Professor Adam Brown Addresses Global Mental Health Disparities in Psychology Lab
Adam Brown, an alumnus and associate professor of psychology, came to The New School for Social Research (NSSR) in fall 2018 with the goal of bringing his work on trauma and global mental health to the university and its students.
Last year, he founded the Trauma and Global Mental Health Lab, partnering with researchers around the world to assess and develop mental health treatments for displaced people, NGO workers, and others.
“A big focus in our lab is the development of new treatments as well as conducting experiments to increase the efficacy of mental health interventions,” says Brown. “That can inform how therapies are developed or how we may change existing therapies in global contexts. Underlying all of our work in our lab is reducing global disparities in access and treatment to mental healthcare, especially for people exposed to trauma.”
Brown says that disparity in the provision of mental healthcare in both low-income and middle-income nations is extreme, a problem that the lab will address through education, research, and innovative thinking. Another problem is a lack of mental healthcare providers: The World Health Organization found that among the 58 low-income and middle-income countries studied, 67 percent faced a shortage of psychiatrists, and 79 percent had a shortage of psychosocial healthcare providers.
At NSSR, Global Mental Health is being offered as a cluster of classes and may become a minor or certificate program in the future. In a class also called Global Mental Health, students learn about global disparities in mental healthcare provision and “ways in which socioeconomic, social, and contextual factors disproportionately affect low-resource settings,” according to the lab’s website. Students can also take an elective called Child and Adolescent Global Mental Health, taught by Sara Romero, a student fellow at the Zolberg Institute on Migration and Mobility.
Brown is committed to opening up the lab to students of disciplines outside of psychology. In his first year, he worked closely with Hannah de Vries, an MFA Transdisciplinary Design, ’20 and MA Psychology, ’21, student, who has introduced design thinking to the lab.
“Adam Brown is amazingly open to innovative ideas and concepts and is very curious about other disciplines, such as design, and knows how to push these ideas forward,” says de Vries. “We are using design tools in the lab to foster creativity and innovation, and we are also testing to see if design thinking practices, combined with findings from psychology, can help individuals and organizations reduce issues of occupational burnout.”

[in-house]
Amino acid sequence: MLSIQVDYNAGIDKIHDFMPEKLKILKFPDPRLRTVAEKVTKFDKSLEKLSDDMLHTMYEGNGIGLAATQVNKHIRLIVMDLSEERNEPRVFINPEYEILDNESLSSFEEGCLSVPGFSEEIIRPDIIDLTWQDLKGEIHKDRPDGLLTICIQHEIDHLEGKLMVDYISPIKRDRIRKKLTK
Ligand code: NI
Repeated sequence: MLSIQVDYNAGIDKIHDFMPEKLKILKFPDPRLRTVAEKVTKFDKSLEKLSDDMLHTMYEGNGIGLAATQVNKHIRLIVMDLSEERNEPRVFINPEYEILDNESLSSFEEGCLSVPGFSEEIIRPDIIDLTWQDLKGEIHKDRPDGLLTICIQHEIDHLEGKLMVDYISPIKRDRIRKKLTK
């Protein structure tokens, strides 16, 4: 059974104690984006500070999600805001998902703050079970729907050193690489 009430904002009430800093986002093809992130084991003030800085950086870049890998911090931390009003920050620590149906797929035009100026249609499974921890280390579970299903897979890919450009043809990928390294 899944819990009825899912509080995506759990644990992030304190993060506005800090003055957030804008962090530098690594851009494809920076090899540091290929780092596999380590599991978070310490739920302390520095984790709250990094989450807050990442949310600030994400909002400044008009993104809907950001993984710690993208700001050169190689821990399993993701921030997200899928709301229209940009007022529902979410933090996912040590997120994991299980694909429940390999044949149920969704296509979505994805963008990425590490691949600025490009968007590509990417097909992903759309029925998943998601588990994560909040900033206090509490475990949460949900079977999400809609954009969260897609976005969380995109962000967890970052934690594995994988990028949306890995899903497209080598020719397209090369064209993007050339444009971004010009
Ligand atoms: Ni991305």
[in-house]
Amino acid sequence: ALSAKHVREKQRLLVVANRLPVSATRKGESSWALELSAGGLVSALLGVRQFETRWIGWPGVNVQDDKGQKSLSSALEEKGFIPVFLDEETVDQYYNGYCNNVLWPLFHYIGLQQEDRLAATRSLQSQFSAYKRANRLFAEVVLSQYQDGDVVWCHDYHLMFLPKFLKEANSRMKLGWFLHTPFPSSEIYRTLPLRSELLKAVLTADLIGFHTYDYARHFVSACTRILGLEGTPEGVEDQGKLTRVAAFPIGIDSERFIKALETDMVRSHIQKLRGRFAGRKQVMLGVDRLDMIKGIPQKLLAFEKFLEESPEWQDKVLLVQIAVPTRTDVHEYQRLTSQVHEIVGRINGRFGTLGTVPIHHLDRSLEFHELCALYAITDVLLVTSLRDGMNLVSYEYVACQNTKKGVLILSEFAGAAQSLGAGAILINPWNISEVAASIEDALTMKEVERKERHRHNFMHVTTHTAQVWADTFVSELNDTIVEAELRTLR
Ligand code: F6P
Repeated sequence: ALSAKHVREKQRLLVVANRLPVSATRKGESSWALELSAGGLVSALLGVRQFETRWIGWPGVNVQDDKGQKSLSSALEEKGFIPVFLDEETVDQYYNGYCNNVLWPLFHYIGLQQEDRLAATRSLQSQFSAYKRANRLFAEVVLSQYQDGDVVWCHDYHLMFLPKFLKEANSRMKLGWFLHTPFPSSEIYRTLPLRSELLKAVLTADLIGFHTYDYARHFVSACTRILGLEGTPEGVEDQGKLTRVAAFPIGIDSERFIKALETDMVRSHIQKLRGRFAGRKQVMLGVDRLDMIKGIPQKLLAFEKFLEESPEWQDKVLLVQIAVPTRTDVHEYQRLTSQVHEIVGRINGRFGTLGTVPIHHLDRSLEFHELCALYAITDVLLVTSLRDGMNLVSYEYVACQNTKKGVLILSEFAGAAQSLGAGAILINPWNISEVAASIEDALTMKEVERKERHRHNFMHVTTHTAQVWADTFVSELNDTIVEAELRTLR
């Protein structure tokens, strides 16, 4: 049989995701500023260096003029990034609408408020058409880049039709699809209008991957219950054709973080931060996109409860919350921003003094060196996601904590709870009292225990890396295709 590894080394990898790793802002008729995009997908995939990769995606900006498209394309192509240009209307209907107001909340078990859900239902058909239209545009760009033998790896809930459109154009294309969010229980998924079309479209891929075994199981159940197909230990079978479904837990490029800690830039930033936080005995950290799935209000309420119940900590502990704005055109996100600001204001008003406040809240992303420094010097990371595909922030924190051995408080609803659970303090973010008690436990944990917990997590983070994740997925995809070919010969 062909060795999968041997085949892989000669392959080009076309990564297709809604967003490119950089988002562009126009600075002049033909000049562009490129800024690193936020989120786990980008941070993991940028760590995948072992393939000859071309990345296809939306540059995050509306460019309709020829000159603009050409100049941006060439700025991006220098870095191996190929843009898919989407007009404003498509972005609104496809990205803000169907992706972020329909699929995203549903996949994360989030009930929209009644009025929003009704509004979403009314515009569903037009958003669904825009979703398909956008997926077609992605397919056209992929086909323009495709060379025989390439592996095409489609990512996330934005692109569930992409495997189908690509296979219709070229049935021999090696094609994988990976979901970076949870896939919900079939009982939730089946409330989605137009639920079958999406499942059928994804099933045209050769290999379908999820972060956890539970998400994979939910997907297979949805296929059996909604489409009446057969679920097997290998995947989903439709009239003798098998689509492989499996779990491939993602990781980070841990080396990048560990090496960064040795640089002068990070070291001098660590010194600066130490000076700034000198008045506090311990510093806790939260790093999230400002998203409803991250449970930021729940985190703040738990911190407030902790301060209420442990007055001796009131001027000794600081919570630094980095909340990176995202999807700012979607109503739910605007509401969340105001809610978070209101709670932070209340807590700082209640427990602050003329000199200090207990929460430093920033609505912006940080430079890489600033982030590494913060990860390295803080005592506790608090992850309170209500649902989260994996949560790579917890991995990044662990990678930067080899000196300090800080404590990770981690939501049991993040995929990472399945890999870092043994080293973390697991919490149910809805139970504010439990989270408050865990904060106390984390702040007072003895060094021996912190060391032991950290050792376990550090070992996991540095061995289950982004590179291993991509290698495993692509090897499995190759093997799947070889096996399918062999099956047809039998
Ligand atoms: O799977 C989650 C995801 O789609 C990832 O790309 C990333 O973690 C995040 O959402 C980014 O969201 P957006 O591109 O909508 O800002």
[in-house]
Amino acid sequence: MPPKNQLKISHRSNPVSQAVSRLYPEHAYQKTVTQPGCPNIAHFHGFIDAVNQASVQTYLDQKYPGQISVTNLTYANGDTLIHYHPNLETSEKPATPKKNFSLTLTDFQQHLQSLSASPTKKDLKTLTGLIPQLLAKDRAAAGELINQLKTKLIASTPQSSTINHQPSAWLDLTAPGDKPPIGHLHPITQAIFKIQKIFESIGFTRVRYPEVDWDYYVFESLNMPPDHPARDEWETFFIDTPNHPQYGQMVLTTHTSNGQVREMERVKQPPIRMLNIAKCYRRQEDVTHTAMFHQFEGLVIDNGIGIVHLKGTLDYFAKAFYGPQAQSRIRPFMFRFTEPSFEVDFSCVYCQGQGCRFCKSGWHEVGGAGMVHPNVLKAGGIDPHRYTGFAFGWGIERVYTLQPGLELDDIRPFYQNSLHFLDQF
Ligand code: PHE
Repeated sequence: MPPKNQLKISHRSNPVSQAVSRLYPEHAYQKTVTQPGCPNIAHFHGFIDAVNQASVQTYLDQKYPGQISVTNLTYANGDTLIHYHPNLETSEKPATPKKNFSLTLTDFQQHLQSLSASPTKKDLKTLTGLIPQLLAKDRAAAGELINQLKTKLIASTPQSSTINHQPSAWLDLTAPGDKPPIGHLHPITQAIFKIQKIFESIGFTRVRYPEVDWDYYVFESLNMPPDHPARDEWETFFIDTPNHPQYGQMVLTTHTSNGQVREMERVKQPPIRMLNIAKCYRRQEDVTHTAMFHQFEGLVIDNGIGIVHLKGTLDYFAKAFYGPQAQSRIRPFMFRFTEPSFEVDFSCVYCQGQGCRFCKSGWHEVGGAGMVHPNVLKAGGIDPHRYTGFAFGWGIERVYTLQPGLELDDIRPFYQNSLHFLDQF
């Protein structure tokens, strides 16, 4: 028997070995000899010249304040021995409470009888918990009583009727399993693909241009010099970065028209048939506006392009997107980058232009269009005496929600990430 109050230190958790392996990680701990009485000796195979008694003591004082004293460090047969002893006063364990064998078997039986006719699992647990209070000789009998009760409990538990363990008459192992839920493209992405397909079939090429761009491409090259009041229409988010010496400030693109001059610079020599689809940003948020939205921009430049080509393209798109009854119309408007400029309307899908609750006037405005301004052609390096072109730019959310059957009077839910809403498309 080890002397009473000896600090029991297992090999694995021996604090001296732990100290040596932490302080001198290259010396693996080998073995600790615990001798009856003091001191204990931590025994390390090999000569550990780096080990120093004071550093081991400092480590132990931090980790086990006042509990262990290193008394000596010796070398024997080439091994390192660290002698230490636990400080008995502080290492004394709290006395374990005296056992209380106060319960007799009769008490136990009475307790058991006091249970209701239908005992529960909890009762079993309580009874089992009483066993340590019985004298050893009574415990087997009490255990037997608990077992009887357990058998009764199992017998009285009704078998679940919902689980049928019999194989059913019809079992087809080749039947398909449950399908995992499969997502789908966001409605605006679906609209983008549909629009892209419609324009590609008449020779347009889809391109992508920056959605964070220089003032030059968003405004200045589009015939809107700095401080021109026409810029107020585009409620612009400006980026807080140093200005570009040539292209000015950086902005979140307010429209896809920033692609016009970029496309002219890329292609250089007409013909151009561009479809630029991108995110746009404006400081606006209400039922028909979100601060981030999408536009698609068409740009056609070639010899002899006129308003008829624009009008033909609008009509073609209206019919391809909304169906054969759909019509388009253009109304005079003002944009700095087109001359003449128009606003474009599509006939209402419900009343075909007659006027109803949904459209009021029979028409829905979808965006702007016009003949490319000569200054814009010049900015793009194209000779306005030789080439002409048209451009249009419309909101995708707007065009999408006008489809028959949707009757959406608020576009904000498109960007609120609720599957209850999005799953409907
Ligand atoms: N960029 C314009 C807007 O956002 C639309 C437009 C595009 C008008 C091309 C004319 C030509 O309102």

De Vries’ interest in occupational burnout aligns with Brown’s own. Several years ago, he co-led a study examining mental health among United Nations staff. After collecting data on about 17,000 people working for 11 UN agencies, Brown discovered that many UN staff members experienced severe burnout. His study led to the establishment of a program to promote well-being among UN workers.
Last spring, UNICEF contacted Brown and asked him and de Vries to conduct a two-hour workshop on burnout.
“UNICEF asked Hanna and me to conduct a workshop for some of their staff, to better understand the kinds of issues they may face contributing to burnout, and use design-led strategies to help them identify ways they might change their work culture to prevent and reduce burnout,” Brown says. “We presented research from psychology and brain science on burnout and then demonstrated the use of a series of design-led tools. We surveyed them after, and many reported feeling like the workshop enhanced their understanding of burnout and increased creativity for combating this issue.”
During the workshop, participants were asked to create visual scenes associated with self-care and resilience and used mixed media to stimulate thinking and discussion about workplace stress and burnout. Brown says that the plan is to conduct more workshops in the future to help workers explore their own creativity and resilience.
On September 15, Brown will begin leading a remote research methods seminar for displaced Palestinians living in northern Lebanon and working for an NGO that supports displaced Syrians. The seminar will allow participants to develop questions and master the research process, so that they can begin collecting their own data. Brown says that this approach is a way to decolonize data, allowing students to take the lead rather than be guided by research conducted by a Western university.
He will also be involved in a series of seminars focusing on education, forced migration, and mental health that explore the gaps in global mental healthcare.
“How do we create undergraduate and graduate training programs to prepare students to do this kind of work?” Brown asks. “And can we organize a series of truly interdisciplinary convenings to lay out the frameworks we need to be thinking about to close these educational gaps and move forward with new pedagogical opportunities?”